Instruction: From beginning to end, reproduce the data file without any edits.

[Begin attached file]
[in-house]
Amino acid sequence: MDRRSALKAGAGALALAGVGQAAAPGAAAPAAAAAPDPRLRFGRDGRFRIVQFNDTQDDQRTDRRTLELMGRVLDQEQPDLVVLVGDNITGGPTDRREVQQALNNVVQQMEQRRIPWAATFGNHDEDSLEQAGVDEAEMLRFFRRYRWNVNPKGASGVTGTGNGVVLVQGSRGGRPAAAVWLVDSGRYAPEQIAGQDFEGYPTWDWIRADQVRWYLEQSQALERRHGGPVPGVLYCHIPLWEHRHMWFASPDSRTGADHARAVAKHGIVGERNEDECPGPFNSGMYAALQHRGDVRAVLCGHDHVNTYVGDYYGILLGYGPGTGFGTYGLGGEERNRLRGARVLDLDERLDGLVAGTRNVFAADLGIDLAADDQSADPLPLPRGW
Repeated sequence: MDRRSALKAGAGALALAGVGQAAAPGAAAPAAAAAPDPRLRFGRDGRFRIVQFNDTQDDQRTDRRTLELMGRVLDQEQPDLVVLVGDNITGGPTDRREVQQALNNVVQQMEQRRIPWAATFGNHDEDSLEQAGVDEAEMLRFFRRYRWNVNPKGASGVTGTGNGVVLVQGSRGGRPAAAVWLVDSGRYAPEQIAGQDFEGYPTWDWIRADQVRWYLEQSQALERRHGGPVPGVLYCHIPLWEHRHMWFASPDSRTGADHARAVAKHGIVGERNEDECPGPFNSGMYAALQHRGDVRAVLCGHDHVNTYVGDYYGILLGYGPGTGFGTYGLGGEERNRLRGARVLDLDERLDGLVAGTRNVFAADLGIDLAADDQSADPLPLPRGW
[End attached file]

[in-house]
Amino acid sequence: MDRRSALKAGAGALALAGVGQAAAPGAAAPAAAAAPDPRLRFGRDGRFRIVQFNDTQDDQRTDRRTLELMGRVLDQEQPDLVVLVGDNITGGPTDRREVQQALNNVVQQMEQRRIPWAATFGNHDEDSLEQAGVDEAEMLRFFRRYRWNVNPKGASGVTGTGNGVVLVQGSRGGRPAAAVWLVDSGRYAPEQIAGQDFEGYPTWDWIRADQVRWYLEQSQALERRHGGPVPGVLYCHIPLWEHRHMWFASPDSRTGADHARAVAKHGIVGERNEDECPGPFNSGMYAALQHRGDVRAVLCGHDHVNTYVGDYYGILLGYGPGTGFGTYGLGGEERNRLRGARVLDLDERLDGLVAGTRNVFAADLGIDLAADDQSADPLPLPRGW
Repeated sequence: MDRRSALKAGAGALALAGVGQAAAPGAAAPAAAAAPDPRLRFGRDGRFRIVQFNDTQDDQRTDRRTLELMGRVLDQEQPDLVVLVGDNITGGPTDRREVQQALNNVVQQMEQRRIPWAATFGNHDEDSLEQAGVDEAEMLRFFRRYRWNVNPKGASGVTGTGNGVVLVQGSRGGRPAAAVWLVDSGRYAPEQIAGQDFEGYPTWDWIRADQVRWYLEQSQALERRHGGPVPGVLYCHIPLWEHRHMWFASPDSRTGADHARAVAKHGIVGERNEDECPGPFNSGMYAALQHRGDVRAVLCGHDHVNTYVGDYYGILLGYGPGTGFGTYGLGGEERNRLRGARVLDLDERLDGLVAGTRNVFAADLGIDLAADDQSADPLPLPRGW